I think one of the hardest things to do in life is to make up my mind. Just the other day I debated for over a half hour where I wanted to eat lunch with the six or seven dollars I had in my pocket. Or on Friday night I was perplexed as to what to do; go to a movie, hang out at a friend’s place, or just eat a pizza. I ended up doing all three, but the fact remains there seems to be a lot of time wasted in my life trying to decide what I want to do. And recently, I’ve had a lot of mixed feelings about what I want to do after I graduate.
Tomorrow I’m taking the LSAT to see if law school is an option. I like to read and I like to argue, so being a lawyer seems like a suitable fit. In a couple weeks, though, I begin summer school where I’ll start taking classes to fulfill my communication studies minor, something that I’ll be spending most of next year to complete. Ever since high school I’ve had a desire to do something with a video camera and some form of journalism (be it video, writing or both) also seems like a suitable fit. And yet at the same time, I hope to continue writing the book I started last summer because being an author also seems like a suitable fit. As you might see, I’ve got several interests tugging at me and pressuring me to make a decision. These last couple of months have been a struggle to indefinitely make up my mind. Like deciding what I want for lunch or how I want to spend my Friday night, I’ve had difficulty deciding what I want to do with my life.
Oftentimes what leads people to a sort of depressed state of mind is feeling lost, feeling uncertain of where you are and where you’re going. Honestly, this has happened a couple nights during this term because when I’d sit down and think about my future, there weren’t very many clear things. In fact, nothing was clear. And this caused me to feel hopeless, somewhat, and a little worried that I might fail at being a committed follower of God and a responsible person in general. What I overlooked, though, is the fact that I am not in control.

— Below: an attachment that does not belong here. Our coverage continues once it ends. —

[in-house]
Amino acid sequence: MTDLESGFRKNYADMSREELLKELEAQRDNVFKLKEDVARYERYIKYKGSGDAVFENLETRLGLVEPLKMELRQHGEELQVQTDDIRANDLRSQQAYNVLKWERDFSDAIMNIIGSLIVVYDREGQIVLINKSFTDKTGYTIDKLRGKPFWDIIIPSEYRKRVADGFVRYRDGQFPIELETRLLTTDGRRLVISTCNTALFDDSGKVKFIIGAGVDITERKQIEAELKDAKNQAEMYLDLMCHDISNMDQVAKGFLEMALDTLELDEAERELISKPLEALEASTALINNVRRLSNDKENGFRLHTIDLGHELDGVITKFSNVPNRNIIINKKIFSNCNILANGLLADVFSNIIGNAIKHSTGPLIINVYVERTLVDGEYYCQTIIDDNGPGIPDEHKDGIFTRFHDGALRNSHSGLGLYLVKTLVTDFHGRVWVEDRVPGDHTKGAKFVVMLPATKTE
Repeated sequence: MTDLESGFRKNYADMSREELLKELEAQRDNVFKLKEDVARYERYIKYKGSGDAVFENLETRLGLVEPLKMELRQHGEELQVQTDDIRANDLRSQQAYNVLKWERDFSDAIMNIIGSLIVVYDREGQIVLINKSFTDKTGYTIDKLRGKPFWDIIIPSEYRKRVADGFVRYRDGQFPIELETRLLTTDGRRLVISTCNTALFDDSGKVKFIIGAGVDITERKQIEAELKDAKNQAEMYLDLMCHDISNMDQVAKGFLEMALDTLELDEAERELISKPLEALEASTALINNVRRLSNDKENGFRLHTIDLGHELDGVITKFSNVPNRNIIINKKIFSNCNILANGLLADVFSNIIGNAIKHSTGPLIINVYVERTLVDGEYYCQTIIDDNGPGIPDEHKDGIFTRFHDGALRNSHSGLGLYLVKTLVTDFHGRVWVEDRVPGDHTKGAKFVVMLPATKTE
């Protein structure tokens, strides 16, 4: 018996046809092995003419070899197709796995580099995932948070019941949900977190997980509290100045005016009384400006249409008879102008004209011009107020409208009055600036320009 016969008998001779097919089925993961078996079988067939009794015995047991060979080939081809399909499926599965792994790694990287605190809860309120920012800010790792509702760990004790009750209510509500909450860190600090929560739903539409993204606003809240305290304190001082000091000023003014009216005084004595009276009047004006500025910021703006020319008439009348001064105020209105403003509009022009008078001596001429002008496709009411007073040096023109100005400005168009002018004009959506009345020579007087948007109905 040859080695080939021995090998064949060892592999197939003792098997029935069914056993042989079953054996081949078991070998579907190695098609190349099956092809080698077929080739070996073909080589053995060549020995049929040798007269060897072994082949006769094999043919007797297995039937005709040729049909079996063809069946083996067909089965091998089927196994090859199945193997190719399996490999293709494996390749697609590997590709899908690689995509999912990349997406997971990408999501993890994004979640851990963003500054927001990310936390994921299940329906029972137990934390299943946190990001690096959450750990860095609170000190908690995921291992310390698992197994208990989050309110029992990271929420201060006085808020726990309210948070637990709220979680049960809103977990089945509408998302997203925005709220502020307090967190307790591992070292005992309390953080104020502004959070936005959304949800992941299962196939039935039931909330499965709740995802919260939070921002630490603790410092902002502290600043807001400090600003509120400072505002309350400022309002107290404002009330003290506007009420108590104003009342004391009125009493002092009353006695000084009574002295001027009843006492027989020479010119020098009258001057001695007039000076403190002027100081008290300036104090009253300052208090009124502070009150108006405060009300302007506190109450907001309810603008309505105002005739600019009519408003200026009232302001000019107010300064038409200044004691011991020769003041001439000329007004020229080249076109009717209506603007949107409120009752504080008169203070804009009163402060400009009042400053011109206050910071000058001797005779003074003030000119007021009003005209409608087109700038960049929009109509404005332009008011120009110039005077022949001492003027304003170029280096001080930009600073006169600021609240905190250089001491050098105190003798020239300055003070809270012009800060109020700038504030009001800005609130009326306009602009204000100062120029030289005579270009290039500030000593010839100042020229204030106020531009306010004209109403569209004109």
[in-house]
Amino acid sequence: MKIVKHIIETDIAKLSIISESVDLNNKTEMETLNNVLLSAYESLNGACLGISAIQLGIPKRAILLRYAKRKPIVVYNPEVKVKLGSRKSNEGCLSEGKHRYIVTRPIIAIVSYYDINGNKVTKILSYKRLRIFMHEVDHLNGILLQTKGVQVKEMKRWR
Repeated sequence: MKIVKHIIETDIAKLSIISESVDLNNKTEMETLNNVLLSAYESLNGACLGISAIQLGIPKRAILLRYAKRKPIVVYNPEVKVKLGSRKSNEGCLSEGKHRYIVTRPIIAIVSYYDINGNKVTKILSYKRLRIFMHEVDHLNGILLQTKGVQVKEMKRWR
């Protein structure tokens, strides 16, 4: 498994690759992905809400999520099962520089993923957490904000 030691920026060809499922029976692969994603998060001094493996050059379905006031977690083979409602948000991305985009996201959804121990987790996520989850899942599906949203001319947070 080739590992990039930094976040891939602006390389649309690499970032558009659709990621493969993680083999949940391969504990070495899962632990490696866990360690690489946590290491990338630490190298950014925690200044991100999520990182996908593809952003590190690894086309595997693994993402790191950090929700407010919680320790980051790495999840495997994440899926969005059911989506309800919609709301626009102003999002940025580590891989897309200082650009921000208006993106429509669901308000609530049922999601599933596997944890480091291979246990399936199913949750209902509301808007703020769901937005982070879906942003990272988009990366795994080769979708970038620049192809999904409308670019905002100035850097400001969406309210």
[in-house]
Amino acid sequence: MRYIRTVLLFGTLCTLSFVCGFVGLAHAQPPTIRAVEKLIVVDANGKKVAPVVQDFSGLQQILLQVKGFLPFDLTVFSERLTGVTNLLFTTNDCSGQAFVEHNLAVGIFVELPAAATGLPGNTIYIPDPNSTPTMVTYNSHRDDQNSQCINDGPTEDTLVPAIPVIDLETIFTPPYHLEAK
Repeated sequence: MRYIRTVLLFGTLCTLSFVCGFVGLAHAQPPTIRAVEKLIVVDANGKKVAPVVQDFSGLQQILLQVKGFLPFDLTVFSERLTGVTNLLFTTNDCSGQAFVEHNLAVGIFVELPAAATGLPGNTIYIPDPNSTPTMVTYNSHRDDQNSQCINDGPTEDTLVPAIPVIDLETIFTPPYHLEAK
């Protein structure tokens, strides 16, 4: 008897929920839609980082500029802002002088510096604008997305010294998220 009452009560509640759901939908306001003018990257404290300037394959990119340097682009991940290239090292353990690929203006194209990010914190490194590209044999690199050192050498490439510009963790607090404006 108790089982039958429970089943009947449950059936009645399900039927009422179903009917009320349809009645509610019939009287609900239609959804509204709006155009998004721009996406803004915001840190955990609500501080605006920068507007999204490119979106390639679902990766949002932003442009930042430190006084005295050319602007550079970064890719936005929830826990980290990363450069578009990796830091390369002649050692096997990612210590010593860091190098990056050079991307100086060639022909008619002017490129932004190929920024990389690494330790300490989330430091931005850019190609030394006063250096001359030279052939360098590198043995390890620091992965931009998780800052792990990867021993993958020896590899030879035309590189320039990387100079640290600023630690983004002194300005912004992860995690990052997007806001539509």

Over the last three or four days I’ve had an awesome time with God. I’ve been praying more than I used to, reading Scripture more than I used to, and just meditating on God’s truths much more than I used to. The major theme throughout my time with God has been how He is in control and I am not, how it’s His will that I am to live out and not my own. How does this solve my decision-making problems? Well, it doesn’t. But it takes away the worry.
Proverbs 6:6-8 says, “Go to the ant, you sluggard; consider its ways and be wise! It has no commander, no overseer or ruler, yet it stores its provisions in summer and gathers its food at harvest.” This passage stood out to me late last night. As I said, I’ve been struggling with making a decision about what I want to do in life and I’ve been getting worried about what might or might not happen. But this passage just puts it plain and simple: do something. I love to write, so I’ll write. I love to make small little videos, so I’ll make small little videos. I like to argue and read, so I’ll take the LSAT to see where it takes me. The entire time I spent trying to figure out what I wanted to do was a waste because I could have just been doing the things that I love without worrying about where it’ll take me.